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ubersiren's avatar

If the T-Rex from Jurassic Park was attacking, how would I keep my wild 3-yr.-old still?

Asked by ubersiren (15152points) August 19th, 2010

Since the movie taught us that her visual acuity is based on movement, how would you keep a rambunctious preschooler quiet and still to protect your family?

Similarly, if you’ve never seen Jurassic Park, how would you keep a small kid quiet like at the end of The Sound of Music when the Nazis are shining their lights inside the mausoleum trying to find the Von Trapps?

I think my son would give us away and we’d all be dead. How would you manage to survive? In the T-Rex situation, we might be able to sacrifice my son to save the rest of my family, but this probably wouldn’t work for the Nazis. Just kidding- I’d sacrifice myself… probably.

In a life and death situation, how would you keep a crazy kid quiet?

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14 Answers

serafina's avatar

Tell them you are playing a game and they will get a huge gift when they do well. Or keep feeding them sweets, this usually keeps them quiet.

MacBean's avatar

All I can think of now is the final episode of MASH. :(

ucme's avatar

Knock him out!! For those times when only a punch will do…...sounds like a cool advertisement :¬)

marinelife's avatar

Have you tried practicing “We’re all going to die ” if you don’t be still? Make it a game and lengthen the amount of time he has to be still gradually.

MissAusten's avatar

Last I heard, the idea that t-rex could only track movement had been debunked and is no longer considered correct. So, you’d all be eaten and it wouldn’t be your 3 year old’s fault. :) With the Nazis, however, you might be out of luck.

“As for its eyes, it’s believed T-rex had the largest eyes of any land predator. Moreover, with its eyes on the front of its skull, T-rex could see movement and distance. You might have heard in the movie Jurassic Park that T-rex couldn’t see what didn’t move. In fact, Tyrannosaurus had excellent vision and could see its prey without any trouble!”
Source

Just in case, however, you could teach your son the game “Cemetery.” My husband’s cousins play this game with my kids when they get too rowdy. To play Cemetery, you lie on your back with your arms crossed over your chest, close your eyes, and don’t move. The person who plays dead longest wins!

Trillian's avatar

Native American women held their babies tightly with a hand over their mouths while they hid from attacking tribes. According to what I’ve read. Since they did not have a child protective servces bustin’ up into their homes to gripe about saving the lives of herself and her child, apparently it worked fairly well.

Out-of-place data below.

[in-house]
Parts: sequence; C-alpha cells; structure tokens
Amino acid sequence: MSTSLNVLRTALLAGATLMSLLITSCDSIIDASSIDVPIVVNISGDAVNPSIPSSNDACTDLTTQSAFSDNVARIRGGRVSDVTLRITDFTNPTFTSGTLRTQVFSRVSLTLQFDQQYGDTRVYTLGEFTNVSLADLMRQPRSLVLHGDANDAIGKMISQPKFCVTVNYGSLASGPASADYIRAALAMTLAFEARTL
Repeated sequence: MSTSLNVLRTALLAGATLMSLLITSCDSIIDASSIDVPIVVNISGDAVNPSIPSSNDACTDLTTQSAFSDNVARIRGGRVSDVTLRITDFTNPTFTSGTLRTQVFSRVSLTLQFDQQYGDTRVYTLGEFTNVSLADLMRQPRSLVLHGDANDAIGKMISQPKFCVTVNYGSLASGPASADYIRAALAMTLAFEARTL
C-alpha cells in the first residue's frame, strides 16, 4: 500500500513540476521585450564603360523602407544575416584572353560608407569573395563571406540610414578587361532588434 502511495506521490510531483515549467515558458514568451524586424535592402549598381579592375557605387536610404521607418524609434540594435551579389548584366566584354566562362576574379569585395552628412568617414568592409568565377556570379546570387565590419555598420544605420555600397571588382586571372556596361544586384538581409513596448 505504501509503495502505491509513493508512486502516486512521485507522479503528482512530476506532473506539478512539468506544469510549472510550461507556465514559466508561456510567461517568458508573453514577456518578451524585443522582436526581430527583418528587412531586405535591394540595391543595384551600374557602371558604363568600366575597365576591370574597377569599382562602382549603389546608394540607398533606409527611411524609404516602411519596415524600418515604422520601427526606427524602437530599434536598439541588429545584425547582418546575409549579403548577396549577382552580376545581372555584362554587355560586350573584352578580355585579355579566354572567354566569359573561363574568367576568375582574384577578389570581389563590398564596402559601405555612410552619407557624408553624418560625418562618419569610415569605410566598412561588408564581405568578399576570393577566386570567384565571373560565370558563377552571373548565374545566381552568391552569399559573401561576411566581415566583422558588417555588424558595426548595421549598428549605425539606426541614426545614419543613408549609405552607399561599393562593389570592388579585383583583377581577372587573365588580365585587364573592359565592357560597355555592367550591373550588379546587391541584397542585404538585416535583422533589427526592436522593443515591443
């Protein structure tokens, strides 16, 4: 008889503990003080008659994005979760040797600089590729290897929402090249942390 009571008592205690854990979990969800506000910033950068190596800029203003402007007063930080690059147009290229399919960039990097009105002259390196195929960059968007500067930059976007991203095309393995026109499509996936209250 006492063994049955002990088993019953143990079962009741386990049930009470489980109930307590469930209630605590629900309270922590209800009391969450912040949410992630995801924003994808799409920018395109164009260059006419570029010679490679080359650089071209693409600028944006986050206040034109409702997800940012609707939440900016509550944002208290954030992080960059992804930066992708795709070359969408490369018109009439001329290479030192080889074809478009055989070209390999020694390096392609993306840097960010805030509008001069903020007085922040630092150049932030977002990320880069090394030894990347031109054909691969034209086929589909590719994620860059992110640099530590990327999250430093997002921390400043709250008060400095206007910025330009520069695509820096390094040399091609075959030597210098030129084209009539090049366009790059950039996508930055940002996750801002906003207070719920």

In a movie I saw years ago called The Holocaust, a bunch of people were hiding from the Nazis. The baby would not shut up crying and a man offered to help. He killed the baby.

ubersiren's avatar

@MissAusten I know! Science ruins all the fun. I also read that the t-rex was not a hunter, but only a scavenger. But for the sake of this scenario, I was going with Hollywood.

@marinelife Hahaha!That cracked me up. No, but it might be a good idea to start just in case. LOL

@Trillian Oh god, they couldn’t nurse it or just knock it unconscious somehow? How depressing.

Trillian's avatar

@ubersiren Do you refer to the Native Americans or the movie?

Frenchfry's avatar

I think instinct would be put hand over mouth. @MacBean That was so sad.

ubersiren's avatar

@Trillian I meant the movie. I mean, I guess if your life is in danger, you just want to end the threat, so I can’t really judge the guy… but :(

Rufus_T_Firefly's avatar

Duct tape… and plenty of it.

WestRiverrat's avatar

@Trillian They didn’t start covering the mouth when there was danger. Every time the baby cried they would cut its air briefly.

Babies have more intelligence than modern experts give them credit for. The babies soon learned that when they made too much noise unpleasant things happened.

ubersiren's avatar

@Rufus_T_Firefly Shoot, I should implement that practice now!

Rufus_T_Firefly's avatar

@ubersiren – I swear by duct tape and shrink wrap. Even twenty-odd years later my kids still remind me of how much fun they used to have being stretch-wrapped to the tree in front of our house. The trick is to have them stand on a brick or cinder block. Then, when they’re properly wrapped, you just remove the block. Of course, you have to pick a good vantage point from which to enjoy your handiwork. And it helps if your kids have a sense of humor that equals your own. Ah, good times.

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